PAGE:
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Stark Law Changes Effective January 1, 2022: What To Know

By Michael D. Magidson | Categories: Articles, Health Care, Health Care DefensePrint PDF September 2021

New regulations interpreting the Stark law that will become effective on January 1, 2022 will require physician groups to re-evaluate their compensation methodologies for distributing ancillary revenues. 

The federal physician self-referral law, more commonly known as the “Stark law,” prohibits (among other things) a physician group practice from allocating profits from “designated health services” (DHS) in a manner that takes into account, directly or indirectly, a physician’s referrals for such DHS.  DHS includes a variety of ancillary services that may be provided in a physician’s office, such as lab, x-ray, ultra-sound, MRI, CT, physical therapy, radiation therapy and outpatient prescription drug/infusion services.  The full list of DHS may be found here:   

New regulations that will become effective January 1, 2022 (available here: clarify CMS’s interpretation of Stark’s restriction on the allocation of DHS profits and will require physician groups to analyze their compensation methodologies to ensure compliance with the new rules.  Here is a summary of the most important changes:

Profits Not Revenues

Previously, the Stark rules used the terms “DHS profits” and “DHS revenues” interchangeably; CMS has clarified that practices must calculate and allocate DHS profits, as opposed to DHS revenues, by taking into account the expenses associated with such DHS revenues.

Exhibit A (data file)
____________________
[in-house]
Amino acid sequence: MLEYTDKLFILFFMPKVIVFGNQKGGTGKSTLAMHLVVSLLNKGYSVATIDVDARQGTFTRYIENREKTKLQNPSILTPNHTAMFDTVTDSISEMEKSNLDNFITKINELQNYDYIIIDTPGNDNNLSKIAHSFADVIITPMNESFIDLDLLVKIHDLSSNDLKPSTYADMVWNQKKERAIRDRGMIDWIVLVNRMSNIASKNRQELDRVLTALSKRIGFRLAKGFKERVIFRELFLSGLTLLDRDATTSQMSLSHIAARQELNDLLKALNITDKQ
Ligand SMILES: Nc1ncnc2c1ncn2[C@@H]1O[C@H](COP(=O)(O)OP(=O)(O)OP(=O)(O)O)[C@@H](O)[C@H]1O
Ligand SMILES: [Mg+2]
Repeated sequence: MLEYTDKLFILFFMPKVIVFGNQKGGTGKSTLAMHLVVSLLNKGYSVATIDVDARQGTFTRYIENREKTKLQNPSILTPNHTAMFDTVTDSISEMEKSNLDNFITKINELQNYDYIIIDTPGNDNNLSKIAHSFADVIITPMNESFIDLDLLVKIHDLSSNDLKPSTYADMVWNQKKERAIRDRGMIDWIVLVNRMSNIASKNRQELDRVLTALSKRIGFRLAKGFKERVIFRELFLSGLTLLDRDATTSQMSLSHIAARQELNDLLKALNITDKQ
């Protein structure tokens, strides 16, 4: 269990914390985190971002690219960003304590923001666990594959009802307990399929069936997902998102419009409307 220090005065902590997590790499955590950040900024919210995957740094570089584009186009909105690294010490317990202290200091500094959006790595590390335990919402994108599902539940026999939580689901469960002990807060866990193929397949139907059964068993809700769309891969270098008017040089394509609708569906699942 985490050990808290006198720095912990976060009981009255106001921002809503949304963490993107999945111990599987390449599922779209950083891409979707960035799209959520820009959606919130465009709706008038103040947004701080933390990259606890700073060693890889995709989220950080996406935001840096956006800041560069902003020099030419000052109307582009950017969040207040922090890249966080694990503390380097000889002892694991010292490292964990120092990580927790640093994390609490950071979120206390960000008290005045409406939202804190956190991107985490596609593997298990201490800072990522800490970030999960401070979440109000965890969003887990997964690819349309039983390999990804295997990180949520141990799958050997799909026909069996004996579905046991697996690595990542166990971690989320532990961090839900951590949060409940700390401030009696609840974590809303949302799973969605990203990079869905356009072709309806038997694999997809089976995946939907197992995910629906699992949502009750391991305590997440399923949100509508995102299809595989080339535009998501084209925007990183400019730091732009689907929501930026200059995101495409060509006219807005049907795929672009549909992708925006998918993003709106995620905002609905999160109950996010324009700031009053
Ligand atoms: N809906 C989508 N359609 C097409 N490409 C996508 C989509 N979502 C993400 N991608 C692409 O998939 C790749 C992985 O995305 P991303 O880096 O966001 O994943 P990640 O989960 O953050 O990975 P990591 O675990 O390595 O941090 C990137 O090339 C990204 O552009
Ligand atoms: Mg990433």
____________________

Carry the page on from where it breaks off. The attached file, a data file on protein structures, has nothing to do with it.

Under the current rules, many practices (and their lawyers) believed it was compliant to allocate all of a particular type of DHS profits to a particular pool of physicians, but the new rules clarify that groups must allocate all of the DHS profits referred by physicians in a pool.  For instance, it will no longer be permissible to allocate just x-ray profits to a particular group of physicians; the group will now be required to allocate all DHS profits generated by that group of physicians.  It will still be permissible to create pools based on physician specialty or practice locations, but all DHS profits must be taken into account in the allocation methodology. 

Must Include Non-Medicare DHS

While the Stark law is only applicable to items and services covered by Medicare and Medicaid, the new rules provide that groups may not allocate DHS profits based on physicians’ referrals for items or services not covered by Medicare or Medicaid if such items or services would be DHS if covered by Medicare or Medicaid.  

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